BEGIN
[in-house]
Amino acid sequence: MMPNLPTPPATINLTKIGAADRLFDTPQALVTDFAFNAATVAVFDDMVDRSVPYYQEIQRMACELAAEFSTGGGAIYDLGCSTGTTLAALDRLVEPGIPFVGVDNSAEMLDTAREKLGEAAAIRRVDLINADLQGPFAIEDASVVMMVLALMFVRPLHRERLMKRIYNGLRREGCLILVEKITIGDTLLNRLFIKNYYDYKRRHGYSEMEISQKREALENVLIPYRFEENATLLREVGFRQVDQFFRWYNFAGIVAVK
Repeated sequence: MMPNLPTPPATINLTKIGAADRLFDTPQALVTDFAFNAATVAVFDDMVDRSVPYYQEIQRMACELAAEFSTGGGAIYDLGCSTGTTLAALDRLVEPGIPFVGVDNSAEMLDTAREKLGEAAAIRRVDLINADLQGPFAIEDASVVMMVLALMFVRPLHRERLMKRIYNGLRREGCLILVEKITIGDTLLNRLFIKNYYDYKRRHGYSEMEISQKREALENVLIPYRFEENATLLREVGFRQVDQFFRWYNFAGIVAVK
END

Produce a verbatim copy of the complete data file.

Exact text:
[in-house]
Amino acid sequence: MMPNLPTPPATINLTKIGAADRLFDTPQALVTDFAFNAATVAVFDDMVDRSVPYYQEIQRMACELAAEFSTGGGAIYDLGCSTGTTLAALDRLVEPGIPFVGVDNSAEMLDTAREKLGEAAAIRRVDLINADLQGPFAIEDASVVMMVLALMFVRPLHRERLMKRIYNGLRREGCLILVEKITIGDTLLNRLFIKNYYDYKRRHGYSEMEISQKREALENVLIPYRFEENATLLREVGFRQVDQFFRWYNFAGIVAVK
Repeated sequence: MMPNLPTPPATINLTKIGAADRLFDTPQALVTDFAFNAATVAVFDDMVDRSVPYYQEIQRMACELAAEFSTGGGAIYDLGCSTGTTLAALDRLVEPGIPFVGVDNSAEMLDTAREKLGEAAAIRRVDLINADLQGPFAIEDASVVMMVLALMFVRPLHRERLMKRIYNGLRREGCLILVEKITIGDTLLNRLFIKNYYDYKRRHGYSEMEISQKREALENVLIPYRFEENATLLREVGFRQVDQFFRWYNFAGIVAVK